So, we have a better idea who Georges Sada is and who he was as well as what he did. This documentation should add some weight to his assertions that Iraq's WMD's were, in fact, moved to Syria. The question is, what are we going to do about it?

More comment and opinions on Georges Sada:

High Desert Wanderer - Wow, if this is true it will do strange things to politics around the world. It’s going to be interesting to see the fallout from this book.

Cold Fury - ... and probably also spells the eventual end of Bashar Assad.

Conservative Culture - It probably won’t silence the liberal talking heads but will lend credence to the earlier reports about what Saddam had available to him.

Atlas Shrugs - Mr. Sada's comments come just more than a month after Israel's top general during Operation Iraqi Freedom, Moshe Yaalon, told the Sun that Saddam "transferred the chemical agents from Iraq to Syria."

Right Wing Nut House - And that is the overwhelmingly belief by the world’s best intelligence agencies that Saddam did indeed have stockpiles of WMD in the six months leading up to the war. The French, the British, the Germans, The Israeli’s, the United Nations (UNSCOM and IAEA), not to mention the CIA, DIA, and most politicians here in this country. That’s quite a number of people to be dead wrong about such a huge issue.

Ace of Spades - The WMDs may be in Syria. But I don't think one man's say-so proves that proposition.

Lorie Byrd at PoliPundit - But George Bush is president, so this story will probably receive a great big yawn, when it is mentioned at all.

Michelle Malkin - . . . the story of the day that the rest of the MSM won't be covering.

Sister Toldjah - Don’t forget that former UNSCOM inspector Bill Tierney speculated in an interview with Frontpage Magazine last November that they had been moved to Syria as well. And also keep in mind Sen. Jay Rockefeller’s visit to Syria back in January of 2002 where he told Syria - an ally of Iraq - that he believed President Bush had already made up his mind to invade Iraq.

MacsMind - As I told you here, a "little birdie" is sqawking - Loudly and speaking things about how a certain Senator "tipped off" Iraq through a meeting in Syria about what was to come. Mr. Rockefeller, you are in trouble.

Mein Blog Vault - Keep your ears open - we WILL get to the bottom of this, and a lot of leftists are going to end up having egg on their faces (per usual).

Right Voices - We know Saddam had them, and now we can’t even find the evidence that they existed? That is the part that troubles me.

Publius Rensezvous - Every Democratic talking point, and the thesis bolstering the opposition to Gulf War II could be slipping through the fingers of the liberals who have berated President Bush since the development of one of the most telegraphed operations in the history of war.

The Autonomist - If Sada's assertion's are verified, and in my opinion they eventually will be, the Democratic Party and the rest of the American far Left will be squashed like a bug, New York Times stock will be available for 1/4 cent per share and John Kerry will be reduced to having to work as a model in a Botox clinic.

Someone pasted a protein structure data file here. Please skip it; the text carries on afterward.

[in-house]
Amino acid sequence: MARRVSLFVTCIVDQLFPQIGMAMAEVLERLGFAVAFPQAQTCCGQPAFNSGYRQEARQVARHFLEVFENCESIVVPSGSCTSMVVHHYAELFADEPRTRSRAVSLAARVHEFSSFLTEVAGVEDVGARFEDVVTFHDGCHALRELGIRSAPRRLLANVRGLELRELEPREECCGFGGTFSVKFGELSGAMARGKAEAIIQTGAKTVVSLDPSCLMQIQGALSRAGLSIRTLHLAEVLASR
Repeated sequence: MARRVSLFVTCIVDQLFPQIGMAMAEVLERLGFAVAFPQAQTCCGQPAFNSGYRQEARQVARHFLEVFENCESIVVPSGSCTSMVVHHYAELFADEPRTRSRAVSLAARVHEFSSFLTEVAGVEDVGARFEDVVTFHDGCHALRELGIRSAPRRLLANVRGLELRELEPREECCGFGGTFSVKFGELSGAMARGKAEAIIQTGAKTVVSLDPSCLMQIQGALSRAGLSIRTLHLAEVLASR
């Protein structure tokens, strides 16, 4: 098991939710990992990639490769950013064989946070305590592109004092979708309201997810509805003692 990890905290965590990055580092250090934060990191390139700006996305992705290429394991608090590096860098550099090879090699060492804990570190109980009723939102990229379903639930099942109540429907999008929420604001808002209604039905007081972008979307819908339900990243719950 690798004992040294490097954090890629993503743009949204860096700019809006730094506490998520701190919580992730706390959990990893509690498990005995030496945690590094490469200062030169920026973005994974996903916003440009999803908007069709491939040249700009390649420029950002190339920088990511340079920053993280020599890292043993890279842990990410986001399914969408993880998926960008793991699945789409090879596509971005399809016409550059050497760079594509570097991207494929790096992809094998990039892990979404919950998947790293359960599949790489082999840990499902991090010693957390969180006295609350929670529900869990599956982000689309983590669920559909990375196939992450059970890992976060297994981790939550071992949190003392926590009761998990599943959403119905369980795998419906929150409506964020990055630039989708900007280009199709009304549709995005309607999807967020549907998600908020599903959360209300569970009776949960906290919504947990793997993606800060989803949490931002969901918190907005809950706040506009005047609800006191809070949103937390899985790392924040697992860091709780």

SoCal Pundit - With all we know about the Syrian regime today, it is not hard to imagine them assisting Saddam in the concealment of his WMD.

Pardon My English - Note to liberals: this is your cue to begin bashing this Iraqi General, President Bush, myself for even writing on this, and completely avoid addressing the claims of this book.

Conservababes: Right from New Fallujah - I'll wait here for the media to pick up on this, research it, interview Sada and admit that maybe, just maybe, WMDs *do* exist after all.

Jay - If there is one thing that history teaches us, however, it’s that widely-assumed judgments like “Saddam did not have any WMDs” can easily be overturned by explosive new evidence - and while that evidence hasn’t yet materialized, it remains a possibility.

GOP Bloggers - I'm only skeptical because you'd think the CIA would do all it can to salvage its reputation and blow this story open, but, then again, it's the CIA.

what if? - May those who mocked the failure to find WMD in Iraq ultimately be the ones who must issue the mea culpas.

Irish Pennants - But most Democrats and journalists won't even consider the danger this could pose, because discovery of Iraqi WMD would validate President Bush's decision to go to war in Iraq. They would rather be blind to a danger to the United States than concede an argument in domestic politics. This is both amazing and frightening.

Political Mind Field - has transcript of Sada's interview with Hannity and Colmes last night.

Junk Yard Blog - Some may say that Gen. Sada is acting as a Bush shill, but stop and think for a minute: Is it really in the Bush administration’s interest to have a causus belli to attack Syria pop up at the same moment that the situation with Iran is deteriorating? I don’t think so.

Liberty Just In Case - We'll see. Another guy trying to sell a book. Sorry, but I've got way too many to read right now as it is....

Myopic Zeal and Toad Pond

Right Wing Nation - Where is this story in the NYT?